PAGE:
What are your childhood memories of food? “I had a very traditional British upbringing. We grew up in the country on a farm. My mother [Camilla, Duchess of Cornwall, the second wife of Britain’s Prince Charles] was a good cook, and my dad [Andrew Parker Bowles, a retired British Army officer] was a good gardener.
“Besides English food, the other food we grew up on was southern Italian food, because we used to go to an island called Ischia, in the Bay of Naples, for two weeks a year with my grandparents. They were big Italian fans, so growing up we had pasta and lots of tomato and lots of fish.
“Good English food is about simple dishes done with good ingredients – beautiful roast chicken, steamed salmon and shepherd’s pie. Growing up, you ate asparagus in the spring, because that’s when it was in the garden. You didn’t have it any other time. We grew up with a strong sense of the seasons and, when autumn came around, you got all the game and the mushrooms. It was very good for a food writer because it gives you an understanding of where food comes from, and the most important thing: the quality.”
How did you get into food writing? “Oh gosh! I was rubbish at everything else. I was sacked from every job I had. I left university not having a clue what I wanted to do. I worked in films for a bit – got sacked from that. There’s a magazine called Tatler in the UK and, in 2000, I sort of wobbled up to the then-editors at a party and said, ‘You haven’t got a food writer, would you want me?’ And being Tatler and being a social magazine, it probably helped with my name. I got a column there and that went on for 10 years, then I moved to The Mail on Sunday, Esquire and GQ, I sort of fell into it.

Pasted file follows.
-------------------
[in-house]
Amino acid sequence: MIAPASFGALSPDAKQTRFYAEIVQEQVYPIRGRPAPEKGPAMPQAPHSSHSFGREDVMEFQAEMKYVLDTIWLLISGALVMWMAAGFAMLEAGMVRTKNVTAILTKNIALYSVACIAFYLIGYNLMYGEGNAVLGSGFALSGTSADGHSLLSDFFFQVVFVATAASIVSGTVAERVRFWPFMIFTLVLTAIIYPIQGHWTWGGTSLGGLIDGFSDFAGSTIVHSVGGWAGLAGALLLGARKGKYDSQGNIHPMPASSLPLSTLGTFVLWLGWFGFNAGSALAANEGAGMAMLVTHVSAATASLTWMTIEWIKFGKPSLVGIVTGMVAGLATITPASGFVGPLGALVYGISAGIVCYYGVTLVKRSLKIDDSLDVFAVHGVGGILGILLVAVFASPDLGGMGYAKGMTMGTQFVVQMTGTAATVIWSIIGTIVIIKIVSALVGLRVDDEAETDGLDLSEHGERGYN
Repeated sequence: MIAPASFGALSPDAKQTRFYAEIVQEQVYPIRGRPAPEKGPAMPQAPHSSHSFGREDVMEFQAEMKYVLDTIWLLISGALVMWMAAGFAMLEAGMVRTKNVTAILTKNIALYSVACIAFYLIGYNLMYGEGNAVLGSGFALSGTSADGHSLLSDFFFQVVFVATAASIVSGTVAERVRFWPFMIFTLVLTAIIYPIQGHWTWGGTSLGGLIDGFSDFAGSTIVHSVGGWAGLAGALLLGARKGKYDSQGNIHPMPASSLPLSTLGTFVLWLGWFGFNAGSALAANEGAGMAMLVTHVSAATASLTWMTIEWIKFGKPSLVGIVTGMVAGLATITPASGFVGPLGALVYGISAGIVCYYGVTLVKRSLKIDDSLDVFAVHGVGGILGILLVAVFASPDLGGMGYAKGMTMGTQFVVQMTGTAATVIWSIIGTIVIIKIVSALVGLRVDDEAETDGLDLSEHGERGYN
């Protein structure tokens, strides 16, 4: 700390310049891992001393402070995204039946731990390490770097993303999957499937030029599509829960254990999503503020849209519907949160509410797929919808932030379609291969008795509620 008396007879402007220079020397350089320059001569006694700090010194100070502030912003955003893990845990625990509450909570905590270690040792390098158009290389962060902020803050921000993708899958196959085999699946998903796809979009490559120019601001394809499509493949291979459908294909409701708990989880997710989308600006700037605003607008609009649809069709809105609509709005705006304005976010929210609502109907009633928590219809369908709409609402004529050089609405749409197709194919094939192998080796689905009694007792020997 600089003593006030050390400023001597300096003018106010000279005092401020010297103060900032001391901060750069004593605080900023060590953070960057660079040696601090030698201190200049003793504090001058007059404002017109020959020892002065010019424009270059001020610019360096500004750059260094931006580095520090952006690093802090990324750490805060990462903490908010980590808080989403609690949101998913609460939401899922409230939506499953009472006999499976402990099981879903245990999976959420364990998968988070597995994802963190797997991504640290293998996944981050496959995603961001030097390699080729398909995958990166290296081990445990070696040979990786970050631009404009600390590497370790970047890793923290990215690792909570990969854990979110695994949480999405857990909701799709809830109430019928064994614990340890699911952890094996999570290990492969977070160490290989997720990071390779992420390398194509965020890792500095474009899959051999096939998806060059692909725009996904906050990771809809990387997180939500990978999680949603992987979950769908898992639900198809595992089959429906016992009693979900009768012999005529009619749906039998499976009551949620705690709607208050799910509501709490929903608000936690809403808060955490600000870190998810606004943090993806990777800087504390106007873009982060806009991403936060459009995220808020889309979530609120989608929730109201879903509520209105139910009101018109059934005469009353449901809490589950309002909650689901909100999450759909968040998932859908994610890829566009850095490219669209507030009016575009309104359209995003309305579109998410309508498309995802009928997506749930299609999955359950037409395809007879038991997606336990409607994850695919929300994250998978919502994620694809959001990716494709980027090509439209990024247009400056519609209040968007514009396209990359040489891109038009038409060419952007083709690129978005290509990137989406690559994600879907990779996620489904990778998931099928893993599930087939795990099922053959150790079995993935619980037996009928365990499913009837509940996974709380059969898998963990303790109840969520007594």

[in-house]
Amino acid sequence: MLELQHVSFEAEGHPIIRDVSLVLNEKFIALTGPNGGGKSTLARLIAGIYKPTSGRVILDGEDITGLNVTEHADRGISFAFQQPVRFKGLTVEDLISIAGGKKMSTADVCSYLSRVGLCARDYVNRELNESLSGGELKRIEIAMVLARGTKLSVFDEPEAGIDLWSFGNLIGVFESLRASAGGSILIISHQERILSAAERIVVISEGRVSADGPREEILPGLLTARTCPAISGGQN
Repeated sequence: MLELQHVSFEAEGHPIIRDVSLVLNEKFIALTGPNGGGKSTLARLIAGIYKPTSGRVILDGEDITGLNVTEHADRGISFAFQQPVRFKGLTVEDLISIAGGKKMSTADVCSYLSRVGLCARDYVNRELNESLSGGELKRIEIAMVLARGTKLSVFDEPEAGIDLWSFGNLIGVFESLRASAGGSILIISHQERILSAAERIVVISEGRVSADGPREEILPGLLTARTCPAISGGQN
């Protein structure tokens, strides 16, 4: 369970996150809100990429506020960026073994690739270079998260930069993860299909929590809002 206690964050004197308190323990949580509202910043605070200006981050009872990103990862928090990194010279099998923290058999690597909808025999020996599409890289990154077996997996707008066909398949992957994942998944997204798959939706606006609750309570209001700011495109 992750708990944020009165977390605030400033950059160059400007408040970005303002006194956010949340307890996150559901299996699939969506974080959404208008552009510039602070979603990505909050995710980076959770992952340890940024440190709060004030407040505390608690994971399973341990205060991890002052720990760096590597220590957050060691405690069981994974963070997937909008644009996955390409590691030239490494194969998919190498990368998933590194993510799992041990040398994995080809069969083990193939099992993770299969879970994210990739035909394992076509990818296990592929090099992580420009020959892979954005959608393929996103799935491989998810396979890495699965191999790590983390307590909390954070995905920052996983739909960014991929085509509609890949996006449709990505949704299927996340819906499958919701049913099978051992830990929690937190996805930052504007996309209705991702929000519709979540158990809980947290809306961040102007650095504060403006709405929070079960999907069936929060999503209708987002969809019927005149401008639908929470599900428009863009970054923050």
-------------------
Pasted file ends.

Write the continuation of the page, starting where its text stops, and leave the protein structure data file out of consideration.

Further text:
“I love food, I love the food world, I love chefs and, genuinely, there’s not a moment when you don’t think you’re lucky to be travelling around the world and stuffing your face. For me, food is not a hobby, it’s everything. Food is health, wealth, happiness, history. You can see everything through the prism of food. You can see the history of the country through the ingredients. A good diet is so fundamental to happiness. The joy of food and drink to bring you together, the shared pleasures of the table – that’s what it’s about.”
Is it difficult to write reviews about restaurants if the food is bad? “If you like something, it’s delicious, it’s yummy, it’s fantastic, it’s wonderful. If you hate something, it’s repelling, it’s gross. But the most difficult reviews are when the food is average – it’s difficult to find something interesting to say about food that doesn’t excite you.”
Describe your perfect meal. “Obviously with friends and family. I’d rather eat a sandwich with good friends than caviar with a bore. With the cuisines I love – Mexican, all different parts of China, Indian, Thai – it’s about going onto the street and eating the food that really gives you an insight into the culture. You can go to Michelin restaurants and that’s fantastic, but I’d rather be down and dirty eating chilli crab with a cold beer – that’s my happiest meal.”
What do you do when you’re not working? “I’m thinking about food, eating food, shopping for food, cooking food. Or going to the cinema. I love reading. And I’ve got children, but you can roll them all into one and go eating with them. We’d go across London searching for xiaolongbao and they are experts in how the pastry should be just right, the broth should be hot and then biting into it and getting the broth out, and at what point should you eat it.”
Do you have any tips on food writing? “Have an appetite. And you have to love eating. Never ever lose that love and obsession for food. The moment that stops, it’s time to cross your knife and fork and disappear into the sunset. Never be a food snob. Embrace all food. All food has a story attached to it. Everything in moderation, including moderation, as they say. Eat, drink and be happy.”
Tom Parker Bowles was in Hong Kong to promote his cookbook Christmas & Other Winter Feasts, published with Fortnum & Mason, at an event at Lane Crawford.